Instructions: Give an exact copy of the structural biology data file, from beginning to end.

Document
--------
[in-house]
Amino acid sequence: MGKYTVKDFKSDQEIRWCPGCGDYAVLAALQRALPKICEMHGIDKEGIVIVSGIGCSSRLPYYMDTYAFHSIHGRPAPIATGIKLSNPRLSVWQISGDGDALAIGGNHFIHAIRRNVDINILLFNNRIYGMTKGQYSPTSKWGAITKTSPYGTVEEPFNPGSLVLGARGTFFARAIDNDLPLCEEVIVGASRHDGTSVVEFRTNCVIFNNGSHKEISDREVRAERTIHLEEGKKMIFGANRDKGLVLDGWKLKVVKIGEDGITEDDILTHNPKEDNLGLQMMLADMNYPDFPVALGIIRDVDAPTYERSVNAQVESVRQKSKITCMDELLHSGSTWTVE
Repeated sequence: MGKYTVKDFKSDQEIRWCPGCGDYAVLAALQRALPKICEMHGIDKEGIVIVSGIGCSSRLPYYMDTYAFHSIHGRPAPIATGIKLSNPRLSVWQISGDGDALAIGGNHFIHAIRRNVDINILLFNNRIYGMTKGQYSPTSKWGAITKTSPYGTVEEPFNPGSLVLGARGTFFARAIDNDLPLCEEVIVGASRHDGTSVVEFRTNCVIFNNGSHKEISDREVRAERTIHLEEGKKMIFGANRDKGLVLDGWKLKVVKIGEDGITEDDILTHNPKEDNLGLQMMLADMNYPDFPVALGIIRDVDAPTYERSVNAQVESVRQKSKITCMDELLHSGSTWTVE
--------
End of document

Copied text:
[in-house]
Amino acid sequence: MGKYTVKDFKSDQEIRWCPGCGDYAVLAALQRALPKICEMHGIDKEGIVIVSGIGCSSRLPYYMDTYAFHSIHGRPAPIATGIKLSNPRLSVWQISGDGDALAIGGNHFIHAIRRNVDINILLFNNRIYGMTKGQYSPTSKWGAITKTSPYGTVEEPFNPGSLVLGARGTFFARAIDNDLPLCEEVIVGASRHDGTSVVEFRTNCVIFNNGSHKEISDREVRAERTIHLEEGKKMIFGANRDKGLVLDGWKLKVVKIGEDGITEDDILTHNPKEDNLGLQMMLADMNYPDFPVALGIIRDVDAPTYERSVNAQVESVRQKSKITCMDELLHSGSTWTVE
Repeated sequence: MGKYTVKDFKSDQEIRWCPGCGDYAVLAALQRALPKICEMHGIDKEGIVIVSGIGCSSRLPYYMDTYAFHSIHGRPAPIATGIKLSNPRLSVWQISGDGDALAIGGNHFIHAIRRNVDINILLFNNRIYGMTKGQYSPTSKWGAITKTSPYGTVEEPFNPGSLVLGARGTFFARAIDNDLPLCEEVIVGASRHDGTSVVEFRTNCVIFNNGSHKEISDREVRAERTIHLEEGKKMIFGANRDKGLVLDGWKLKVVKIGEDGITEDDILTHNPKEDNLGLQMMLADMNYPDFPVALGIIRDVDAPTYERSVNAQVESVRQKSKITCMDELLHSGSTWTVE